Campagnolo Athena 11-speed groupset review

Campagnolo Athena 11-speed groupset 2010
Cycling Weekly Verdict

Vulgar carbon levers aside, we give Athena a big thumbs-up. Having 11 sprockets is a luxury, but with Athena it becomes an affordable luxury, so Campagnolo has achieved its aim.

Reasons to buy
  • +

    Fast, accurate shifts

  • +

    Excellent brakes

  • +

    Comfy grips

Reasons to avoid
  • -

    Shifting not as smooth as some groupsets

  • -

    Brake lever finish doesn't match rest of groupset

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When Campag announced in May that it was to add a lower-priced groupset to its range, there was considerable excitement. It was less than a year since it had unveiled the Super Record, Record and Chorus groupsets.

Perhaps it was the timing of the launch of super-expensive Super-Record - at the start of the recession - that led the Italian firm to launch ‘the 11-speed for everyone'.

One of the most striking and attractive things about the Athena is that it uses more polished aluminium and a lot less carbon than its more expensive cousins, although it shares the same engineering. With the retro revival, this makes it perfect for an old school-looking build.

Athena looked great on the De Rosa Neo Primato, especially the very pretty chainset with its wide, flat cranks. We have the polished alloy version, but it is also available in carbon with gun-metal rings (113g lighter), and there's a choice of 53/39 or compact. The Ultra-Shift chainrings have two dedicated sectors for upshifting and two for downshifting, and it works quietly and efficiently.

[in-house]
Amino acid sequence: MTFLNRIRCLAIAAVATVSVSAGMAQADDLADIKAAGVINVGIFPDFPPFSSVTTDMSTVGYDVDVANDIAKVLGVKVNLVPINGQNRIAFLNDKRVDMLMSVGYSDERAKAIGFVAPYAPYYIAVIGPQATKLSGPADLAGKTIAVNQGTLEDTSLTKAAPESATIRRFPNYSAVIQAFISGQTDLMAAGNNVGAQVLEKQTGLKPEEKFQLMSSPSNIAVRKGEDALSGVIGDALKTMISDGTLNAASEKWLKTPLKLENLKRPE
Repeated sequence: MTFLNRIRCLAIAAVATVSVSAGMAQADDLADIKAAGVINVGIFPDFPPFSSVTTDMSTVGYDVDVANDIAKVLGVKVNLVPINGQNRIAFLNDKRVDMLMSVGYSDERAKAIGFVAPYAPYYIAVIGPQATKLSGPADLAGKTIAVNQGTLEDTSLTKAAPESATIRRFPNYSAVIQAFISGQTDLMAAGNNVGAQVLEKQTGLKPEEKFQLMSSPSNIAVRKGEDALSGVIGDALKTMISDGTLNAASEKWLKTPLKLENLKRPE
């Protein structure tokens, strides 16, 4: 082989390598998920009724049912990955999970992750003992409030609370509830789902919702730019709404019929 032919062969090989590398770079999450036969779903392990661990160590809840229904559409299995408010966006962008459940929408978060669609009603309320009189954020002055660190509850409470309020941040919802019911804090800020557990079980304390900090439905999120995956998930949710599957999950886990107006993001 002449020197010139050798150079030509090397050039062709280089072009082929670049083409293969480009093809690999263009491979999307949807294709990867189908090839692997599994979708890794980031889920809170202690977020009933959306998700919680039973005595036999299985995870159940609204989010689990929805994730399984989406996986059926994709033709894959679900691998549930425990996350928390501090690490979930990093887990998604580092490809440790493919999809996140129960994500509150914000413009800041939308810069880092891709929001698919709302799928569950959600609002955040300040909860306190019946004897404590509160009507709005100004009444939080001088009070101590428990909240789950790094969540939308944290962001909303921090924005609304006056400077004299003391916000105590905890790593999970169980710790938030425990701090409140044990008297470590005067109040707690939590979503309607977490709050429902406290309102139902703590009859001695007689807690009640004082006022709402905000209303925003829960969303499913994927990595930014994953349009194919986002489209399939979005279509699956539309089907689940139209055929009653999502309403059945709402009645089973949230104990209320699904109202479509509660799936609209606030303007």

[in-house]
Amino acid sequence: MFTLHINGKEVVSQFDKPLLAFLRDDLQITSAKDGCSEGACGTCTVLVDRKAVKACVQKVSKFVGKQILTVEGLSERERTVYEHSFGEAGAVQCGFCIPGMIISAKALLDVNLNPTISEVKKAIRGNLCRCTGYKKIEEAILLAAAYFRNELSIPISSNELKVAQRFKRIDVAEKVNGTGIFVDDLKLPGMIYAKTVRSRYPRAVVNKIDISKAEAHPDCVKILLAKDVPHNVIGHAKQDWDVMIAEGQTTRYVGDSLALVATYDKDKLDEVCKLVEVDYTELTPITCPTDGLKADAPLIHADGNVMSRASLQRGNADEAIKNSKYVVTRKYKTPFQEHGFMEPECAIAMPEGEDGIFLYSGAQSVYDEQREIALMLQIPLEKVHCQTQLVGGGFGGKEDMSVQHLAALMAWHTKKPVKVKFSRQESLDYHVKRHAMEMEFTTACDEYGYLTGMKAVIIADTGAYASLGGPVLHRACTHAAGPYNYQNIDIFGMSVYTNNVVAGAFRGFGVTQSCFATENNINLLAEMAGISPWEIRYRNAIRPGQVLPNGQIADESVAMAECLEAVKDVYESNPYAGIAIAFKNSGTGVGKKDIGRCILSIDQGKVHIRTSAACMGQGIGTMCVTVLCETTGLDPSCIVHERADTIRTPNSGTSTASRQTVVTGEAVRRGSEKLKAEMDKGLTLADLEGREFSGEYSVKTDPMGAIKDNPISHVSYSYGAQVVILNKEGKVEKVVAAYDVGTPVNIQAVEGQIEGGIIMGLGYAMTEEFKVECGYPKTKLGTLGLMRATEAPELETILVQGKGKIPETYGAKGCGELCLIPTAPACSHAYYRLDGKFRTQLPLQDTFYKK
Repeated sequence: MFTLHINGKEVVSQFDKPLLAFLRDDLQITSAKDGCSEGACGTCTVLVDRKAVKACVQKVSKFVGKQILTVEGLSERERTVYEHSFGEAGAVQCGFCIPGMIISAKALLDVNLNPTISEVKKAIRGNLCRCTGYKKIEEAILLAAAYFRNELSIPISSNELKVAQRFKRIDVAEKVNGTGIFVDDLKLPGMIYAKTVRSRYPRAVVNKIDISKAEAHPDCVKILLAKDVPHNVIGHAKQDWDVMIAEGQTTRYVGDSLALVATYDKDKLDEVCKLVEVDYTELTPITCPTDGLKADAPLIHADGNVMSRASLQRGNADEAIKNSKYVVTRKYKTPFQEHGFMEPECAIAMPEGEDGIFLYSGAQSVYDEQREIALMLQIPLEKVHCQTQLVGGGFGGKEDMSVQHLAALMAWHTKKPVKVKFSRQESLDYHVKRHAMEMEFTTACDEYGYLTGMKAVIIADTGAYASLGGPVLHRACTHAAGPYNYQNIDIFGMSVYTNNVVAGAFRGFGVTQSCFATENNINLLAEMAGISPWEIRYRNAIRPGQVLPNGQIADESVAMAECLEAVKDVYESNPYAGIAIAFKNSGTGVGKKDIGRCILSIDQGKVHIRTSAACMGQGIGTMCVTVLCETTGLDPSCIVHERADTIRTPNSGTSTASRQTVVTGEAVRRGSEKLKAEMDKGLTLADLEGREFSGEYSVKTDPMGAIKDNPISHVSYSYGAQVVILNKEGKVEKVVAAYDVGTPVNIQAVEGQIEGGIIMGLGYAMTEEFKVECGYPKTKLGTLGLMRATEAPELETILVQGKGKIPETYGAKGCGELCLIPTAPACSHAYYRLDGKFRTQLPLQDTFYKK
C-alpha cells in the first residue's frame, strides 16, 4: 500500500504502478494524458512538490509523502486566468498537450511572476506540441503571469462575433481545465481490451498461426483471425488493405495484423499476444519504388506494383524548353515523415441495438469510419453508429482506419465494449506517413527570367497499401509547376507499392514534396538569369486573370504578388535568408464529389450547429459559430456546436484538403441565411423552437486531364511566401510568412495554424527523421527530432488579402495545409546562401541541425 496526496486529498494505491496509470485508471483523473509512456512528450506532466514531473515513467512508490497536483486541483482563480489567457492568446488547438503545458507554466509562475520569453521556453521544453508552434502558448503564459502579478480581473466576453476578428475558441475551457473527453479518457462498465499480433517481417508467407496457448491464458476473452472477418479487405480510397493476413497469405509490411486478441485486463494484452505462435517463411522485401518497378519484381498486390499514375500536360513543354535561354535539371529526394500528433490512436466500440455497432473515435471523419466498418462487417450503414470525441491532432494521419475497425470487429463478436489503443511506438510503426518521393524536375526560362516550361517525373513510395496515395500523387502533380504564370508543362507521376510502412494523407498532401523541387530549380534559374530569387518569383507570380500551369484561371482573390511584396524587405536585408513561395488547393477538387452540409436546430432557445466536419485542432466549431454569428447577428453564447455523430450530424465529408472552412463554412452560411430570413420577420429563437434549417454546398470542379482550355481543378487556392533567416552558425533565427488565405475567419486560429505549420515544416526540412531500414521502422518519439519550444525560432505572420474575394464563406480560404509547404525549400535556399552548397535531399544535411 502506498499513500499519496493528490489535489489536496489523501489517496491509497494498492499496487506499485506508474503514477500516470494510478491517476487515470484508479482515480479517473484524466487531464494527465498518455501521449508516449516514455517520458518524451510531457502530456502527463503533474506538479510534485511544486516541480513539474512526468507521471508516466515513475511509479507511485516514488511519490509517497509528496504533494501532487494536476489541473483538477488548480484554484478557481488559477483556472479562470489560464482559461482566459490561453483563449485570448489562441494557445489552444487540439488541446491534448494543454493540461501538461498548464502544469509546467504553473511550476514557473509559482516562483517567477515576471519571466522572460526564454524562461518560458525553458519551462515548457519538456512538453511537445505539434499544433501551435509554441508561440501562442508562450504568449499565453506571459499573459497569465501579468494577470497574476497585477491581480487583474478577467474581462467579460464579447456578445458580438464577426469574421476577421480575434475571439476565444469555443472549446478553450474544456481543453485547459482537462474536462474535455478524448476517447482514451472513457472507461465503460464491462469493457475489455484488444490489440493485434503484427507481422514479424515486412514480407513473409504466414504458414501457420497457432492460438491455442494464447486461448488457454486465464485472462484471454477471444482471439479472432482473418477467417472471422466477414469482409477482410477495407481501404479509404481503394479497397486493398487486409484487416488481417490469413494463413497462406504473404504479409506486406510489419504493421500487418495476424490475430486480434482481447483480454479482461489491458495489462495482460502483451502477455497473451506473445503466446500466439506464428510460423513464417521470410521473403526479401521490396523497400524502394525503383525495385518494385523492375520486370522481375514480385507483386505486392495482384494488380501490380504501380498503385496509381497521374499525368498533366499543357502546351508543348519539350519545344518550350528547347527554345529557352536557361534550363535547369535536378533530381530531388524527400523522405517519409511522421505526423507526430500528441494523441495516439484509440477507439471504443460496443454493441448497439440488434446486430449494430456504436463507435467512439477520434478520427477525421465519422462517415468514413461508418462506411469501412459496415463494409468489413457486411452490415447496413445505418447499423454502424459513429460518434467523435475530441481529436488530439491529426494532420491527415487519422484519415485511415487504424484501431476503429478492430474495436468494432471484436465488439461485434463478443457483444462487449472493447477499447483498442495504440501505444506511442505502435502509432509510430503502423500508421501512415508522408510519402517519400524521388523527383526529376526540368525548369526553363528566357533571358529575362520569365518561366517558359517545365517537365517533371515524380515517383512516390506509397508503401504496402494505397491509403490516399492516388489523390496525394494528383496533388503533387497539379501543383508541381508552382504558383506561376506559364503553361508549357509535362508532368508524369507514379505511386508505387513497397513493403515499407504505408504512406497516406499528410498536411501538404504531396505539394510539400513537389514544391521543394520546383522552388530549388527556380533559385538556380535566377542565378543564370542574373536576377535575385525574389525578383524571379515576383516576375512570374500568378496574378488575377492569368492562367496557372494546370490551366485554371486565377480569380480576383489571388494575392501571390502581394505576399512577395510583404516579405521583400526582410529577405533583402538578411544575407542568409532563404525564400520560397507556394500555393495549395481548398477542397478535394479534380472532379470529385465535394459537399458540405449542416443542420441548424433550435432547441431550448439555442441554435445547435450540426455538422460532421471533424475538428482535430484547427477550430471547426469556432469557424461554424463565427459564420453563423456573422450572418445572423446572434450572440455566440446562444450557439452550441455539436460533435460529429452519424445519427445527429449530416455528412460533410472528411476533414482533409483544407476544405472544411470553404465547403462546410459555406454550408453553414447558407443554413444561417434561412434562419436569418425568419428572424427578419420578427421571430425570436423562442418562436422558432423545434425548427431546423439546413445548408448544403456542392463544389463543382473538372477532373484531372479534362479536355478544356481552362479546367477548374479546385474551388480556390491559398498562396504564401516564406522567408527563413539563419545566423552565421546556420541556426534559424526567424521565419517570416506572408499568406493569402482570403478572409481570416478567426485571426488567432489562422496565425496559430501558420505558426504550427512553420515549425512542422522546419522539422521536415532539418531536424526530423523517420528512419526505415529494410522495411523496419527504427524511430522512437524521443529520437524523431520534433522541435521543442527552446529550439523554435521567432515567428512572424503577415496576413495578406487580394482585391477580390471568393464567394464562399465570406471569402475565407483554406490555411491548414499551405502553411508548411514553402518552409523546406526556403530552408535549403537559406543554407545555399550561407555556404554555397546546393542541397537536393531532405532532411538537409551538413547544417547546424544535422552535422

The cassette is steel with nickel-chrome treated surfaces, giving it a matt titanium-like look. Ultra-Shift tooth profile and sprocket synchronisation ensure the chain leaves one sprocket and engages the next at the same point each time. The rear mech, which is all polished alloy, has rubber jockey wheels to absorb vibration.

We found shifting to be fast and accurate, but the feel is not particularly plush. Changing down feels a bit plasticky and needs a very definite jab to the lever. The thumb button, spring-loaded in the other direction, provides a fast, mousetrap-like shift to a smaller sprocket. Once you stop expecting a Dura-Ace smoothness, Athena's spartan feel is acceptable.

The hand position on the new Ergopower levers makes up for the unluxurious shifting. The Vari-Cushion hoods use a softer rubber compound for the palm of the hand and the new ‘hook' is a comfortable shape to grip.

The brakes are a highlight - performance is excellent.

The pivot point for the levers has been repositioned and just a very light pressure means a powerful grip on the rims from the Skeleton calipers. The only problem with the levers is an aesthetic one - there is no polished aluminium option; they are carbon wrapped and they don't look right next to the other polished components.

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